I love Ed's tagline on his website, which pretty much tells you what he's all about,
"Learning to capture light will make extraordinary images out of ordinary subjects!"
There are a lot of you who are thinking that a post on composition is just too basic for a how-to blog post for professional photographers. Sadly, having looked at so many galleries over the last year, great composition seems to be one of the biggest challenges for so many photographers. And, while Ed may be focused on landscapes, the principles of great images never change, no matter what the subject!
When Ed's not shooting, he's teaching and without question he should be on your radar. It doesn't matter what your specialty is, this is about understanding how to capture and create extraordinary images. Follow Ed's workshop schedule for some great opportunities to grow your skill set and visit his site for some outstanding images in his galleries.
And after you read his guest post, wander over to his podcast and then check out this month's featured Tamron lens of the month, one of Ed's favorites!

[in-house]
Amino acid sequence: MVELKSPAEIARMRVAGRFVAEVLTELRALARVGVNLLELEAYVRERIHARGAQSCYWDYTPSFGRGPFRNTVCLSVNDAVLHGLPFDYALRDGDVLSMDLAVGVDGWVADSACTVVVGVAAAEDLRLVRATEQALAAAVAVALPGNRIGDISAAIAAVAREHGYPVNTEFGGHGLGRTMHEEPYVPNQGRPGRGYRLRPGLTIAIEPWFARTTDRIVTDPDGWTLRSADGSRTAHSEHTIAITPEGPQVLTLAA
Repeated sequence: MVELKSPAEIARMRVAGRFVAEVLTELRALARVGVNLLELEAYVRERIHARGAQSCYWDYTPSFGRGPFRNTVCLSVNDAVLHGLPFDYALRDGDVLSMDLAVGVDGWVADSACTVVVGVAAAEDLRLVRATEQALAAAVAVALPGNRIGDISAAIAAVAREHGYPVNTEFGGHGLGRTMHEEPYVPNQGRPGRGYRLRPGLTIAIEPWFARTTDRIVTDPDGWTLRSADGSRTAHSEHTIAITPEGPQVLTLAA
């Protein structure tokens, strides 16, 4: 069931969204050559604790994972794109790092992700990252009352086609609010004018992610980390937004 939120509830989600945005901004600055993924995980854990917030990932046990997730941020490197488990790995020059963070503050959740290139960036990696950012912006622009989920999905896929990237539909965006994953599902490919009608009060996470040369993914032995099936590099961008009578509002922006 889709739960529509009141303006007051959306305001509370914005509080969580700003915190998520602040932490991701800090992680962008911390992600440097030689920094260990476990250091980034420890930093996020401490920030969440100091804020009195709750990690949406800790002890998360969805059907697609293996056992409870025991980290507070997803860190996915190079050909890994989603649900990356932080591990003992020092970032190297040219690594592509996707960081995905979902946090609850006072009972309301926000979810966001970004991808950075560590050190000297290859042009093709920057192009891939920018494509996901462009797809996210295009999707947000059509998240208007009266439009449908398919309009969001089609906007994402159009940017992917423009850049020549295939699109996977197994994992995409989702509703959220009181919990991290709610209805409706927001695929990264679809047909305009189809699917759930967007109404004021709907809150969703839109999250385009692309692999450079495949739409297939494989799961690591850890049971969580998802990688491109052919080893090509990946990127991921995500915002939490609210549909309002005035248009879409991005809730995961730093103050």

Here a just a few tips for mastering composition.
Composition is the logical arrangement of elements so that their relationship is pleasing to the eye. The elements are things that make up the scene (e.g. lines, shapes, texture, patterns, colors, tones, light, etc.).
Let’s be honest, some people seem to have an easier time with composition. They appear to be born with an artistic eye or should I say an inner vision. The rest of us need to develop it through practice and visual stimulation.
You will have to pay special attention to all of the elements in a scene. Not just your main subject but also the small things. Once you start to notice these things, you are beginning to see. Once you are seeing, mastering composition is within reach.
Keep It Simple
One of the most effective tools you can use in composition is to simplify.
Elements and lines within the scene can be used to create implied or actual frames. Use these frames within the photograph to call attention to your subject.
Create a Sense of Depth
Images that are well executed tend to have three distinct regions.
Middle ground may contain the main subject of the image. It may also serve to move the viewer along to the background.
Background, like the middle ground, may contain the main subject, or it may merely provide a pleasing completion to the image.
Color, more than any other design element, determines the emotional content of a photograph.